Many immediately associate the concept of content marketing with B2B; lengthy white papers filled with fancy industry-speak that are distributed to high-level executives through channels like LinkedIn and downloaded via a lead-generating landing page form. While content marketing can certainly include large, educational pieces like white papers and e-books, B2C content marketing opens the door to many additional forms of content that are much more suitable for a non-business audience. If you’ve ever thought to yourself, “my audience wouldn’t read a 5-10 page PDF, so content marketing doesn’t make sense for my business,” take a look at these four alternative types of content that B2C marketers and brands can create:
1. Video – Video content is perfectly suited for B2C content marketing because this form of content is easily consumed and shared on a variety of social media channels, and a great way to communicate with audiences of all education levels. Though video may seem expensive or out of reach for those with small marketing budgets, the rise of mobile and the popularity of video platforms like Vine and (now) Instagram have made the “Oh, I just shot this with my iPhone” look and feel appropriate for brands, too. Though you should still invest in very basic equipment like a tripod and lighting, a film crew and video production team isn’t necessarily required for creating unique and engaging videos that can be used for content marketing.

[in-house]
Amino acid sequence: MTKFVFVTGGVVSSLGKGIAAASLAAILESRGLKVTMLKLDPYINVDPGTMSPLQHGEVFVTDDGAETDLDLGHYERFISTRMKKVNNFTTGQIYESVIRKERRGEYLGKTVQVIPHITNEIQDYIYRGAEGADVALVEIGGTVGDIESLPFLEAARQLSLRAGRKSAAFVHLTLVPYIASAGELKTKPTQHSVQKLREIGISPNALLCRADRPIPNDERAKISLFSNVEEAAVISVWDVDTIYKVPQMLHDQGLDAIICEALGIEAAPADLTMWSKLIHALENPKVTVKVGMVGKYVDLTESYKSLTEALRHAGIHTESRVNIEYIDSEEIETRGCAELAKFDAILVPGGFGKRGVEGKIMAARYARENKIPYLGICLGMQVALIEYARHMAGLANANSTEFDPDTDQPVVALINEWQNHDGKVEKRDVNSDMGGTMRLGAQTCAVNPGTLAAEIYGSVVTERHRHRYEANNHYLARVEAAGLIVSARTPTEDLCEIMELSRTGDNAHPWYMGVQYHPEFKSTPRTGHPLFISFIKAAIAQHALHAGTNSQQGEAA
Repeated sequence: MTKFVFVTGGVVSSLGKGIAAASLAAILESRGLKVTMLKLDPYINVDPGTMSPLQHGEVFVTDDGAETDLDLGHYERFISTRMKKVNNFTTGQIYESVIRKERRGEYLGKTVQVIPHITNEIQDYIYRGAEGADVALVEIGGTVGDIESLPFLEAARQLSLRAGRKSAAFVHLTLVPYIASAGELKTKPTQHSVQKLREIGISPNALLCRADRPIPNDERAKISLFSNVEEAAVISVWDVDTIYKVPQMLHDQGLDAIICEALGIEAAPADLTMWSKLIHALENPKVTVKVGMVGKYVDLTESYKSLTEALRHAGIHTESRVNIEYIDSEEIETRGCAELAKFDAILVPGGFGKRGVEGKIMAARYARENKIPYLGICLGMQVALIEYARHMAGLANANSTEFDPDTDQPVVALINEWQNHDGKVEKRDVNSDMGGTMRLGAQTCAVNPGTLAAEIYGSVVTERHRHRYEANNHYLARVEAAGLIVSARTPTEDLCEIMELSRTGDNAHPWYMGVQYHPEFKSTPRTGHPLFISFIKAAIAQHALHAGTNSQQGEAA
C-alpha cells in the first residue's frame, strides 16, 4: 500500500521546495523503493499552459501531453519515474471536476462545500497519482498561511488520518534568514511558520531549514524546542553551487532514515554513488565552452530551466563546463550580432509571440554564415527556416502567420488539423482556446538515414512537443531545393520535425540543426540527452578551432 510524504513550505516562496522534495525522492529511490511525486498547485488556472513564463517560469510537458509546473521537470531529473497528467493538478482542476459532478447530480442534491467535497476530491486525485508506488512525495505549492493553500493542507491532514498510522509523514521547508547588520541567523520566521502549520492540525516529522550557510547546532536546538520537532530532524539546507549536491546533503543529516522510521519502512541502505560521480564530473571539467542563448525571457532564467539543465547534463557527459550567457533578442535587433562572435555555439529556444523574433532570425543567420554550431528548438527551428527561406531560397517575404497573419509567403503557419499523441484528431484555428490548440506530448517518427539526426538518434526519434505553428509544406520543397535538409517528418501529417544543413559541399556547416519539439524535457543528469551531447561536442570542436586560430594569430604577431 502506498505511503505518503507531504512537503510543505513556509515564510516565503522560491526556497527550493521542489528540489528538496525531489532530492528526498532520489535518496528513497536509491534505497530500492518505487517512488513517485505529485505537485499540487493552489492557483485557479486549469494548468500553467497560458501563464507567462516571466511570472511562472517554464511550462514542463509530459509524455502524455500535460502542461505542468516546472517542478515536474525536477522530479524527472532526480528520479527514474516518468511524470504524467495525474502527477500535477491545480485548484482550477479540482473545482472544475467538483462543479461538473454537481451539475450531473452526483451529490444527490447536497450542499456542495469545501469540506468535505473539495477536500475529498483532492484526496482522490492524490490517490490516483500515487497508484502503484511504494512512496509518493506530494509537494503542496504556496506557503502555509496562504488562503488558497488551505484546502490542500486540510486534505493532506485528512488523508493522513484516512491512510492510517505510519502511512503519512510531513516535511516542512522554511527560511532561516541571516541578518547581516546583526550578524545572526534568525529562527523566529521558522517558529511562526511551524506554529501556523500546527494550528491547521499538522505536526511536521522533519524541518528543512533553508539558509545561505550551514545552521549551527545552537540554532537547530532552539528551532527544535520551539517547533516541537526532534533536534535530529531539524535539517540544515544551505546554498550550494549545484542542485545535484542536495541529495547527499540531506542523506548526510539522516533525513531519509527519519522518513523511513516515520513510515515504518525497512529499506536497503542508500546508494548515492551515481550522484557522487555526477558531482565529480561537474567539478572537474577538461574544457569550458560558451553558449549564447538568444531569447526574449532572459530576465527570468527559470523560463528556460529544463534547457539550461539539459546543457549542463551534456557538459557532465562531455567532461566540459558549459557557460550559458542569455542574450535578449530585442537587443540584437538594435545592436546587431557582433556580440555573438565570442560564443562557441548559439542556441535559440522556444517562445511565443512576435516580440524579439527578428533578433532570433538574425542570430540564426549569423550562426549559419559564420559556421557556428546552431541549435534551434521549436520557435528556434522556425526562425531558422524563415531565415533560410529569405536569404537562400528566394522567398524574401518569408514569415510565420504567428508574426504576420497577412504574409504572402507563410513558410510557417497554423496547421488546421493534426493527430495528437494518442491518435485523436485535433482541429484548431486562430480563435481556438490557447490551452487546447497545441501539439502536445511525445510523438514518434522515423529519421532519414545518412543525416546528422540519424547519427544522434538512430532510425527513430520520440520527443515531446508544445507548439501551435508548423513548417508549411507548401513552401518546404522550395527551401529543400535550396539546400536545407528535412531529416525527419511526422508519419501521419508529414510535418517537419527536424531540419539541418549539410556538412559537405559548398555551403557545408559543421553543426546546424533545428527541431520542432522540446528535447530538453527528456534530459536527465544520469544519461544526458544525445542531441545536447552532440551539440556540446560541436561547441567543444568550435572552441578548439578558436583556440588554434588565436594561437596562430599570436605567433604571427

2. Podcasts – Though audio may be considered more of an “old school” media, 93% of adults in the US still listen to the radio, and 25% regularly listen to online podcasts. While videos should mostly be short and sweet, a podcast should be at least 15 minutes long, so there may be some more upfront planning involved as far as deciding what you are going to say. Production costs, however, can be kept relatively low with just a mic, audio software, and a few other pieces of optional equipment. For audio content marketing, keep in mind that because being visually-engaged isn’t required, users are likely doing other things while listening to your podcast – working out, traveling, cleaning, etc. – so you may need to go the extra mile to maintain engagement and get your message across.
3. Infographics – Visual content marketing tends to work across all industries. Like video, they are easily consumed and highly shareable, plus they’re a great form of a content to use as part of a blogger or influencer outreach program. Infographics are great for telling a story, sharing statistics, or visually displaying list (top ten, etc.) content. While graphic designers with experience building infographics are the best for creating this content, there are also a variety of free infographic tools available that can turn anyone into a budding designer. If you want to give it a go yourself, try Visual.ly, Piktochart, or Infogr.am.
4. BuzzFeed – Ok, so this isn’t necessarily a content type in and of itself, but it does drive home the point that content marketing is more than just boring white papers. With almost 20 million uniques a month, BuzzFeed – although hardly the first to do this, but possibly the best – has created a business around content marketing. It may seem like this growing site is filled only with funny articles and best photo lists of cats, corgis, and things that remind you of your childhood, but many of BuzzFeed’s posts are actually sponsored content from well-known brands like Virgin Mobile, Taco Bell, and GE (you can view the BuzzFeed case studies from these brands here). However, because this branded content doesn’t sound like an advertisement or even read like something that comes from a brand at all, these posts are often widely shared and highly viral.
People of all demographics, education levels, and interests consume numerous pieces of content on a daily basis. If you want your brand on their radar, it’s simply a matter of finding the form of content that will suite your audience best.